So you've decided that you're ready to buy a home. Now you need to choose whether this property will be the first of several—a starter home—or the only one you'll ever need—a forever home.
There are key differences between the two types of homes and a number of factors to consider before landing on one side or the other. Let's break down the various aspects of a starter home vs. a forever home so you can choose with confidence.
- A starter home gets you out of renting, but eventually to move on to another home, while a forever home is the only one you plan on buying.
- Starter homes typically need work or repairs, so they're often cheaper than newer, larger, or fancier homes in the same area.
- First-time homebuyer programs offer benefits like reduced down payments, down payment assistance, and special interest rates.
- A starter home might be best for homeowners who want to begin building equity as soon as possible.
- A forever home is best for people who have a clearly defined vision of the future and little desire to move around.
What's the Difference Between a Starter Home and a Forever Home?
|Starter home||Forever home|
|Definition||A home you plan to own for a short period before buying another one||The only home you plan to buy|
|Home features||May have drawbacks in size, location, or other features||Must meet both current and future needs|
|Cost||Typically cheaper||Typically more expensive|
|Mortgage||May prefer an ARM||May prefer a fixed rate|
|Incentives||Last the life of the loan, but don't carry over to the next loan||Last the life of the loan|
|Equity||Builds equity||Builds equity|
A starter home gets you out of renting and into ownership, with the expectation that you'll eventually move on to another home. It might not be perfect—maybe it's a little too far from work, only has one bathroom, or is in dire need of upgrades. Since you aren't planning on living in it permanently, those drawbacks might not be deal-breakers.
A forever home, meanwhile, is the only one you plan on buying. That means you'll need to find a home that suits your current needs and all your future needs, too. If you plan to get married, have kids, or work from home, you should consider how these decisions will affect your need for features like outdoor space, more bedrooms, or nearby schools. While you can eventually renovate an outdated kitchen, you can't change your home's location.
The perspective described above plays into perhaps the biggest difference between a starter home and a forever home: the cost. Because starter homes typically need a little TLC, they're often cheaper than newer, larger, or fancier homes in the same area. Homebuyers who only plan to stay for a few years may be more willing to overlook a few flaws or may have a plan to improve them.
Because a forever home needs to meet your future needs, it might be newer or larger than you need right now. For example, a couple might consider buying a four-bedroom forever home because they plan to have kids eventually, but they'll likely spend more than they would on a home big enough for just the two of them.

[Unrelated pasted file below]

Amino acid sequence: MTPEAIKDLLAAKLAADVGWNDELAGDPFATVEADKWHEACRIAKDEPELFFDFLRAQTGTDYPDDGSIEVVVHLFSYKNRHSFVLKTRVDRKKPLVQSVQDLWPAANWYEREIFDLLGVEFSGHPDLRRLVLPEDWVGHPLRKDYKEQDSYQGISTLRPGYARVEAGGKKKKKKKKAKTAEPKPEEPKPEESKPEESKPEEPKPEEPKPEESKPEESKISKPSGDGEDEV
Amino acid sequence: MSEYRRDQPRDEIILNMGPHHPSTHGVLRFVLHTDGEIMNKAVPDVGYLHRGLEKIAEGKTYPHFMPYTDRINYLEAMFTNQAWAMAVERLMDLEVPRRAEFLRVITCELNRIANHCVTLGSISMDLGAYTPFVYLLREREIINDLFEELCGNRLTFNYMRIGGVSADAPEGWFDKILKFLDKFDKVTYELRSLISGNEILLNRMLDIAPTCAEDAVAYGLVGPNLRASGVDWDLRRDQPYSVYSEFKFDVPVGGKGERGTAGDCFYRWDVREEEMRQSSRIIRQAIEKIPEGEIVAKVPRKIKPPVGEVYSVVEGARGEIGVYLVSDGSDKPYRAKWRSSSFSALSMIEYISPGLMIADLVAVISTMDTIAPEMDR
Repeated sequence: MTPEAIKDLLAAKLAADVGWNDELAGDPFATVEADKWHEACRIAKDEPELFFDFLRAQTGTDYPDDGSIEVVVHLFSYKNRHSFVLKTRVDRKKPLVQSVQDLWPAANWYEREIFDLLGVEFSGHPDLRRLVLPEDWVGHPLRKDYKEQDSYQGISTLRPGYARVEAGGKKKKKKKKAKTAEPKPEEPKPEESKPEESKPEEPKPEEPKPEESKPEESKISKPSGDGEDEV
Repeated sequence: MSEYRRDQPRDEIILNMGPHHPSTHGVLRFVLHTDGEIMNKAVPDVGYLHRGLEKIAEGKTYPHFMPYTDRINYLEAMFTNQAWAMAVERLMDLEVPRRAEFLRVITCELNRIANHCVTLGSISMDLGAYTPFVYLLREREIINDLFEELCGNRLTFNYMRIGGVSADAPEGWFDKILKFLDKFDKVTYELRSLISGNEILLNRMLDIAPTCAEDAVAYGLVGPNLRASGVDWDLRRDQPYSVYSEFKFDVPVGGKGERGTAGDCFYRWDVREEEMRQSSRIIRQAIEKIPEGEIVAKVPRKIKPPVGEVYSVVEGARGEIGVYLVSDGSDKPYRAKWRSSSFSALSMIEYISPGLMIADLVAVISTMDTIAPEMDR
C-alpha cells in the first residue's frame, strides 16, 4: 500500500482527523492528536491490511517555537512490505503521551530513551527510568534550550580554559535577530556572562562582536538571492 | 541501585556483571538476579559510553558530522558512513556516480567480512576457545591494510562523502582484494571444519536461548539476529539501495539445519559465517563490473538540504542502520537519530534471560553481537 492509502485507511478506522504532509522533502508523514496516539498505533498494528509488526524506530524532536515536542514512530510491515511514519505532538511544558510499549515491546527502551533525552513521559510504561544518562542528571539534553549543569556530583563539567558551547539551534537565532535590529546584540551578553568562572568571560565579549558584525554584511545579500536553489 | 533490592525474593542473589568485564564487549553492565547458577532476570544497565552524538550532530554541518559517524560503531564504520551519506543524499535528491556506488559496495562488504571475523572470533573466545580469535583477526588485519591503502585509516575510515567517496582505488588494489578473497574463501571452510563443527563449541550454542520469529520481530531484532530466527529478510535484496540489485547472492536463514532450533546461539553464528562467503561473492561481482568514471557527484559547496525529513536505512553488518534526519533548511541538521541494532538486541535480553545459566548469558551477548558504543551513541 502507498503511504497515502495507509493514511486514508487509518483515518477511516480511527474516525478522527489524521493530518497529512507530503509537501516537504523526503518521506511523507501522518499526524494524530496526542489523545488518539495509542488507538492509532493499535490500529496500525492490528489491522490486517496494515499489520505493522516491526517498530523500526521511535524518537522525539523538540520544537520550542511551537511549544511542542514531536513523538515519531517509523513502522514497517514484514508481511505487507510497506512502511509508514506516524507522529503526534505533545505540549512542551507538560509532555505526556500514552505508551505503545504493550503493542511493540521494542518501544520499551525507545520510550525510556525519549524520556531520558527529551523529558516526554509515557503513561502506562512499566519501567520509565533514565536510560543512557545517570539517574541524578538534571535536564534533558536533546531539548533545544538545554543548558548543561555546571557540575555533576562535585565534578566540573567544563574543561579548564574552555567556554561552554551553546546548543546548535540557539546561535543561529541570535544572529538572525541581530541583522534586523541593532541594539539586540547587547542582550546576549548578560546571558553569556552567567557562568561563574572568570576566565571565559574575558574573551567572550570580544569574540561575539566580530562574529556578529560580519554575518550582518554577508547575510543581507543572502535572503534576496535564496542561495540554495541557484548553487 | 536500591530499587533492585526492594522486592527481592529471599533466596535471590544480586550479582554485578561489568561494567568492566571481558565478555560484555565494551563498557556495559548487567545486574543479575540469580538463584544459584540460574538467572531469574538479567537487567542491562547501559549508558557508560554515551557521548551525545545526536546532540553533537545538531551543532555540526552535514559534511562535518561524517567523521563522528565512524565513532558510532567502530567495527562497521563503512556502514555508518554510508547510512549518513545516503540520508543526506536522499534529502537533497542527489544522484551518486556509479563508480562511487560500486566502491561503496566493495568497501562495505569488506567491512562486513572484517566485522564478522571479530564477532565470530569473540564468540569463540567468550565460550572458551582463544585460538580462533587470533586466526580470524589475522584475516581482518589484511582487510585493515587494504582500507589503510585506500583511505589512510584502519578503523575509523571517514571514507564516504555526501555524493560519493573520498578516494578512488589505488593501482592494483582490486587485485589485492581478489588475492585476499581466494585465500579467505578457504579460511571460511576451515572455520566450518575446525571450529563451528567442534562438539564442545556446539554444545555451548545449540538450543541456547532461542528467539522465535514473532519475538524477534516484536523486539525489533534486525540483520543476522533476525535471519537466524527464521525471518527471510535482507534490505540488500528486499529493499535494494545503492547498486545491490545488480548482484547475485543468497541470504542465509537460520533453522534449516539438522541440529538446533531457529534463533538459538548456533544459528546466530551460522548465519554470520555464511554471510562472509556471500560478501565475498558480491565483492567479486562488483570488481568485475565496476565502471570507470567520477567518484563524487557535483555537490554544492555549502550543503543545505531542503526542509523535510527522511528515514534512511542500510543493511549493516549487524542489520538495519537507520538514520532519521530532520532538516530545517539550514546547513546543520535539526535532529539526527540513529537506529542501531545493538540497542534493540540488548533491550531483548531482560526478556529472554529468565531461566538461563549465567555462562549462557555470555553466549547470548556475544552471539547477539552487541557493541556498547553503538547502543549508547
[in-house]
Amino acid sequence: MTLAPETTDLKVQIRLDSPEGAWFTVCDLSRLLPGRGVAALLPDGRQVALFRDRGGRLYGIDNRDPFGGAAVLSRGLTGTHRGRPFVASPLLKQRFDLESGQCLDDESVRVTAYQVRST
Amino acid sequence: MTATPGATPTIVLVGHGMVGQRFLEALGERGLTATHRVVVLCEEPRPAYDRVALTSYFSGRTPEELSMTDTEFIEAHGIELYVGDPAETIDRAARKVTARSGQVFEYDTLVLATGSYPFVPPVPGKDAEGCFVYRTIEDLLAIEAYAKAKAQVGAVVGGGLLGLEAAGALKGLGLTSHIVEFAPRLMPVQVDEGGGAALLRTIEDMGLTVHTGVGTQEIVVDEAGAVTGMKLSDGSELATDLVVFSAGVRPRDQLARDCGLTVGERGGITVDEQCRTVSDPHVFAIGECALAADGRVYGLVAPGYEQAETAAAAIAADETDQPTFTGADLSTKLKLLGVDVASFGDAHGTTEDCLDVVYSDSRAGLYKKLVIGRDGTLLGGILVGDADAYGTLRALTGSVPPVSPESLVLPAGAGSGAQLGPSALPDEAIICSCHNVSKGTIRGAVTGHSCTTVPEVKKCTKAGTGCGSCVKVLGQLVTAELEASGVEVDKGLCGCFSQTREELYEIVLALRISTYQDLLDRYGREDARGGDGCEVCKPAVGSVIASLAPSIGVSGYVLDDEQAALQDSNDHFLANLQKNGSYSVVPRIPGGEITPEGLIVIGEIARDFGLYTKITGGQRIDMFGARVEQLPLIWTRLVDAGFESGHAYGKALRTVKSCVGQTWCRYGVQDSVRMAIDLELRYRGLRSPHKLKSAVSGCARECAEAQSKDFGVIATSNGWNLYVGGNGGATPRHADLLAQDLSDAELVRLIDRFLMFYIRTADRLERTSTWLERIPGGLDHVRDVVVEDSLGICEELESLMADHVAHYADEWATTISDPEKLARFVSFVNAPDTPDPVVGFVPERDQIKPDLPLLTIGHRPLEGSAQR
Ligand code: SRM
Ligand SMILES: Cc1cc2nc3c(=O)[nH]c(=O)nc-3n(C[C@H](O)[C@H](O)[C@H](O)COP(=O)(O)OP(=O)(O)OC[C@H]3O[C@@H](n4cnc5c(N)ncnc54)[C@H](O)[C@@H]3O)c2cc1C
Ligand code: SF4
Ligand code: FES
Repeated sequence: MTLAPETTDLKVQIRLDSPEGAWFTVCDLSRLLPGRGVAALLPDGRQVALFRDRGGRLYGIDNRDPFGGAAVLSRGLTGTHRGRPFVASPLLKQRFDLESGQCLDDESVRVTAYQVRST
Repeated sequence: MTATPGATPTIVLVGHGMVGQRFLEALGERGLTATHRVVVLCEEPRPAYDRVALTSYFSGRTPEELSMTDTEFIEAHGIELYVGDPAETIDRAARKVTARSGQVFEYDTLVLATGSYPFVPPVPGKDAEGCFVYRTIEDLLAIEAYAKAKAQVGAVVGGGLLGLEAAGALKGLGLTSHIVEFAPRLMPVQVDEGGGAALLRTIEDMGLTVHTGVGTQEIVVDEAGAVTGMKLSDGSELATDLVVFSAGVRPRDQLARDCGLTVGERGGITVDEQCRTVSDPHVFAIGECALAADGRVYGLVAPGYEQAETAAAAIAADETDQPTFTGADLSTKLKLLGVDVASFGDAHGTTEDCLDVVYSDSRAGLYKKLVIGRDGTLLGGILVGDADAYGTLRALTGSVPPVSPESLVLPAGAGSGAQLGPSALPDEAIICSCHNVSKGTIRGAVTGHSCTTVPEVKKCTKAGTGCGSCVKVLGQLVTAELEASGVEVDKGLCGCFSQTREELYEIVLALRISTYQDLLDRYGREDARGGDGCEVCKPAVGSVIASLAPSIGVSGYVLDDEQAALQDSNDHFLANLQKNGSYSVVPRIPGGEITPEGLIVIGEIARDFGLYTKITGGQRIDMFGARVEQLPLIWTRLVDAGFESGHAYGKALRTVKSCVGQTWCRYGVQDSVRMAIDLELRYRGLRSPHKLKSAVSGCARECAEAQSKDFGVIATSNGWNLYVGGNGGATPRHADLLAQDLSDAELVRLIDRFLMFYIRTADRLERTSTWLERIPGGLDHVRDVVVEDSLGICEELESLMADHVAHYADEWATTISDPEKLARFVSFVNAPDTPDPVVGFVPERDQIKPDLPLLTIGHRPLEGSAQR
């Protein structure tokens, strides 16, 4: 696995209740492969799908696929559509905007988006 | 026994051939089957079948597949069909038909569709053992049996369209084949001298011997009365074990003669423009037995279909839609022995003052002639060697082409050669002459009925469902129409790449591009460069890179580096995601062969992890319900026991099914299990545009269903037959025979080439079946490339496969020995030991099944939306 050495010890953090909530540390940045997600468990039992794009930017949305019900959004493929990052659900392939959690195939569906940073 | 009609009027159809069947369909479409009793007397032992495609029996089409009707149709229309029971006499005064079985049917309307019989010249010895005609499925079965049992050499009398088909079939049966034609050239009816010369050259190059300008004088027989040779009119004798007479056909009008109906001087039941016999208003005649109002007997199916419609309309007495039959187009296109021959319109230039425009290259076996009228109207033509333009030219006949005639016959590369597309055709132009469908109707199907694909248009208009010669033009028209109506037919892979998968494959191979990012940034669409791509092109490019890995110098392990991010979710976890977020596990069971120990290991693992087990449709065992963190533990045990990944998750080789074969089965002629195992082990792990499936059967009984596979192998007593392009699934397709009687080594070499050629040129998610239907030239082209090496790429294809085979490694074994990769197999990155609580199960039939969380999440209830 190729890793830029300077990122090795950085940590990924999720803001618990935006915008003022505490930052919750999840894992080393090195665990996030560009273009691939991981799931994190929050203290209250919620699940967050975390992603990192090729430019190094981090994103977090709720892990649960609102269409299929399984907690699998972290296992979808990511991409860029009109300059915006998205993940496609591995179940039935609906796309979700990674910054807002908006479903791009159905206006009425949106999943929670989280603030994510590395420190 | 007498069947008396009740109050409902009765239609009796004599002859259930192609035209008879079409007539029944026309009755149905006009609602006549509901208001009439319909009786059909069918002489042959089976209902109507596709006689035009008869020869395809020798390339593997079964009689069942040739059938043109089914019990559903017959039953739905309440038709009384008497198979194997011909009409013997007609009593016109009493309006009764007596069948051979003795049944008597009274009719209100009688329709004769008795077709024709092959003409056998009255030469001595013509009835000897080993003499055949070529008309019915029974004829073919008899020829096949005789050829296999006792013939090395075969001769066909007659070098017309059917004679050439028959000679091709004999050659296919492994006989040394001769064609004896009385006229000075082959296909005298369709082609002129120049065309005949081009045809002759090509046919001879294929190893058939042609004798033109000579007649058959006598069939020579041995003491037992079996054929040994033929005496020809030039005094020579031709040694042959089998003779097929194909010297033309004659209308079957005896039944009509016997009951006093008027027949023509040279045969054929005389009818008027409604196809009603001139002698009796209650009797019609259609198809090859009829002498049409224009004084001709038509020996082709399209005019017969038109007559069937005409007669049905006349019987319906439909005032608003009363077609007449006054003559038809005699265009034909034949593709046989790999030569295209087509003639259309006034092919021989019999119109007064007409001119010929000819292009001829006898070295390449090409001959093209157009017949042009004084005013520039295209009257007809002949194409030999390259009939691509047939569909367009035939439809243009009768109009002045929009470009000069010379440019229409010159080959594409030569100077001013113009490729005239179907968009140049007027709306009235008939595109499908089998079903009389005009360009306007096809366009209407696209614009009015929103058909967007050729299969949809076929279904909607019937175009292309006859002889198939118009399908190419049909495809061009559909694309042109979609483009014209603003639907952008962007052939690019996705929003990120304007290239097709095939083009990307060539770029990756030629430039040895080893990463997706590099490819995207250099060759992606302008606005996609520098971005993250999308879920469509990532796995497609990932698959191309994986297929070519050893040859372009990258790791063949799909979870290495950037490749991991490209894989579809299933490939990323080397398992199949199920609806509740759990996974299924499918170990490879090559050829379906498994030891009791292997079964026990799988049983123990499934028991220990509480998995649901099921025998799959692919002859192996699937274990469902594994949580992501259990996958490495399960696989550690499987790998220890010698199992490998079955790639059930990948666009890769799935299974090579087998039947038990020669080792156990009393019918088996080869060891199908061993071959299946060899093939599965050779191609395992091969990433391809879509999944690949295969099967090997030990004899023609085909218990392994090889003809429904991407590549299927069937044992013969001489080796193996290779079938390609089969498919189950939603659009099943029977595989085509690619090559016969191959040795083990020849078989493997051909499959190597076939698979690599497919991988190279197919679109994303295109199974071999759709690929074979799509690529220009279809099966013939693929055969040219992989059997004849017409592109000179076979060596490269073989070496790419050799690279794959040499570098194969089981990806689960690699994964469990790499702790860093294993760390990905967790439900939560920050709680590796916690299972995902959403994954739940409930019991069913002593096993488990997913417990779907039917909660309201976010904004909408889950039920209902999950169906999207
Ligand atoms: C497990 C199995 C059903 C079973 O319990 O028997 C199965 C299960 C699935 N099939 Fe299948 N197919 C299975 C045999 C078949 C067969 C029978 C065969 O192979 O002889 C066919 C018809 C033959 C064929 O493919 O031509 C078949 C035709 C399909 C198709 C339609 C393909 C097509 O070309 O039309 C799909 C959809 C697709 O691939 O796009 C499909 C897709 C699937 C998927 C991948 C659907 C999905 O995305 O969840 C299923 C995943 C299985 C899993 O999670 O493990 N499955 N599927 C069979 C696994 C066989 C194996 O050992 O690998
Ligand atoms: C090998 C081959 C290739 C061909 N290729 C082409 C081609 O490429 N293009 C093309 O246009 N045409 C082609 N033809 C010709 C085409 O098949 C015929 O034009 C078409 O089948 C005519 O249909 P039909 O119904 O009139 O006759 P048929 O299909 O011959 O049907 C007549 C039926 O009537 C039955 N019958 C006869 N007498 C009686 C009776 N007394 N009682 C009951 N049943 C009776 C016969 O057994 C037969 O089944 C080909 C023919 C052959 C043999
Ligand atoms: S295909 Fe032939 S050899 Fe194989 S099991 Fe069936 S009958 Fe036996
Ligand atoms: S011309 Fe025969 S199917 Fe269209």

The cost difference also affects the size of the down payment you'll need to buy a forever home vs. a starter home, as well as the likelihood of having to pay for private mortgage insurance (PMI). After all, it'll be easier to save up 20% of a lower purchase price than 20% of a higher one.
If you plan on moving on from a starter home after a few years, an adjustable-rate mortgage (ARM) could be a good choice. An ARM typically starts with a low interest rate, which becomes variable after a certain period of time. If the length of the introductory rate lines up well with the amount of time you plan to own your starter home, an ARM could be a good choice since you can sell your property before the rate increases.
Those seeking a forever home may prefer to opt for a steady 30-year fixed mortgage, where rates won't ever jump around. While this type of mortgage may come with a higher interest rate than the initial rate of an ARM, it'll stay put over time—whereas the ARM's rate has the potential to increase. If you plan to own your home for decades, you may prefer the predictability of a consistent payment.
First-time homebuyer programs offer benefits like reduced down payments, down payment assistance, and special interest rates. Programs vary by state, and many have specific income and credit score requirements. In addition, many programs specify a maximum purchase price, so you may need to keep that in mind during your home search.
In many cases, the incentives last for the life of the loan. If you're buying a forever home, that's great news—you can continue to enjoy the benefits for years or decades. However, if you buy a starter home, you'll lose the program's advantage when you eventually sell it and move on to another property.
Depending on the terms of your program, you may need to pay back some or all of the assistance if you sell the home within a certain number of years. Before signing up for a homebuyer incentive program, make sure to read all the fine print.